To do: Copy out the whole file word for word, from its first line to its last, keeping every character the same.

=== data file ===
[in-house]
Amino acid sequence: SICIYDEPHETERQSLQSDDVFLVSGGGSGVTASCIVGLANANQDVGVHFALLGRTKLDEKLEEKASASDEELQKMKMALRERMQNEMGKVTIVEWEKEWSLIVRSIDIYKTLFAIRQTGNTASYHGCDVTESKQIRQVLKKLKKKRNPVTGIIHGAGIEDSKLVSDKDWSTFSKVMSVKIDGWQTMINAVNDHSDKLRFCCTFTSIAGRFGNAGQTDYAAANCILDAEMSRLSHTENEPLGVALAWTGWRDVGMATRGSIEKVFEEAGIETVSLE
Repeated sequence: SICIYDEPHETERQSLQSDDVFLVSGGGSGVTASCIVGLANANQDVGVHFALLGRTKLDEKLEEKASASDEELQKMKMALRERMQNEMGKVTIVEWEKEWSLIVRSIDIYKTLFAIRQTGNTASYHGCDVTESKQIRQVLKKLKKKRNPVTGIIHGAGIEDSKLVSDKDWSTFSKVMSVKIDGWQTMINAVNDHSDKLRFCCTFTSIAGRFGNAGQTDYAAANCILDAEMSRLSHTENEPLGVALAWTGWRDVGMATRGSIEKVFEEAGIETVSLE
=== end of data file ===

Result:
[in-house]
Amino acid sequence: SICIYDEPHETERQSLQSDDVFLVSGGGSGVTASCIVGLANANQDVGVHFALLGRTKLDEKLEEKASASDEELQKMKMALRERMQNEMGKVTIVEWEKEWSLIVRSIDIYKTLFAIRQTGNTASYHGCDVTESKQIRQVLKKLKKKRNPVTGIIHGAGIEDSKLVSDKDWSTFSKVMSVKIDGWQTMINAVNDHSDKLRFCCTFTSIAGRFGNAGQTDYAAANCILDAEMSRLSHTENEPLGVALAWTGWRDVGMATRGSIEKVFEEAGIETVSLE
Repeated sequence: SICIYDEPHETERQSLQSDDVFLVSGGGSGVTASCIVGLANANQDVGVHFALLGRTKLDEKLEEKASASDEELQKMKMALRERMQNEMGKVTIVEWEKEWSLIVRSIDIYKTLFAIRQTGNTASYHGCDVTESKQIRQVLKKLKKKRNPVTGIIHGAGIEDSKLVSDKDWSTFSKVMSVKIDGWQTMINAVNDHSDKLRFCCTFTSIAGRFGNAGQTDYAAANCILDAEMSRLSHTENEPLGVALAWTGWRDVGMATRGSIEKVFEEAGIETVSLE